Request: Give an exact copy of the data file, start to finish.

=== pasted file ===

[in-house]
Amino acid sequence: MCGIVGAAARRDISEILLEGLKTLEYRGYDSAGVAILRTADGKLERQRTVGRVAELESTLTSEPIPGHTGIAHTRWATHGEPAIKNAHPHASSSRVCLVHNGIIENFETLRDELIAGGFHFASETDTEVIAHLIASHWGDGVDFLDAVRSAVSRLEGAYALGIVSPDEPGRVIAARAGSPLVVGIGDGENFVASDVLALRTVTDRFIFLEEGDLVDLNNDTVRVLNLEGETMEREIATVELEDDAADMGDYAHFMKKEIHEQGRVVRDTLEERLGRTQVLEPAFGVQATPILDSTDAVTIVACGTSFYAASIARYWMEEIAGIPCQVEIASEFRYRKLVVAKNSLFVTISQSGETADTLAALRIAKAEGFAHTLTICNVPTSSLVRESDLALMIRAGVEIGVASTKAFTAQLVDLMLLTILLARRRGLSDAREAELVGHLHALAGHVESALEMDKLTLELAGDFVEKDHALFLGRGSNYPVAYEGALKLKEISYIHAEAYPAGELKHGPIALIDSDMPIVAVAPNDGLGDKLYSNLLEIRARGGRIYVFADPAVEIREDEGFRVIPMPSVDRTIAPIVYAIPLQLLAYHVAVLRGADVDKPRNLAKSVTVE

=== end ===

[in-house]
Amino acid sequence: MCGIVGAAARRDISEILLEGLKTLEYRGYDSAGVAILRTADGKLERQRTVGRVAELESTLTSEPIPGHTGIAHTRWATHGEPAIKNAHPHASSSRVCLVHNGIIENFETLRDELIAGGFHFASETDTEVIAHLIASHWGDGVDFLDAVRSAVSRLEGAYALGIVSPDEPGRVIAARAGSPLVVGIGDGENFVASDVLALRTVTDRFIFLEEGDLVDLNNDTVRVLNLEGETMEREIATVELEDDAADMGDYAHFMKKEIHEQGRVVRDTLEERLGRTQVLEPAFGVQATPILDSTDAVTIVACGTSFYAASIARYWMEEIAGIPCQVEIASEFRYRKLVVAKNSLFVTISQSGETADTLAALRIAKAEGFAHTLTICNVPTSSLVRESDLALMIRAGVEIGVASTKAFTAQLVDLMLLTILLARRRGLSDAREAELVGHLHALAGHVESALEMDKLTLELAGDFVEKDHALFLGRGSNYPVAYEGALKLKEISYIHAEAYPAGELKHGPIALIDSDMPIVAVAPNDGLGDKLYSNLLEIRARGGRIYVFADPAVEIREDEGFRVIPMPSVDRTIAPIVYAIPLQLLAYHVAVLRGADVDKPRNLAKSVTVE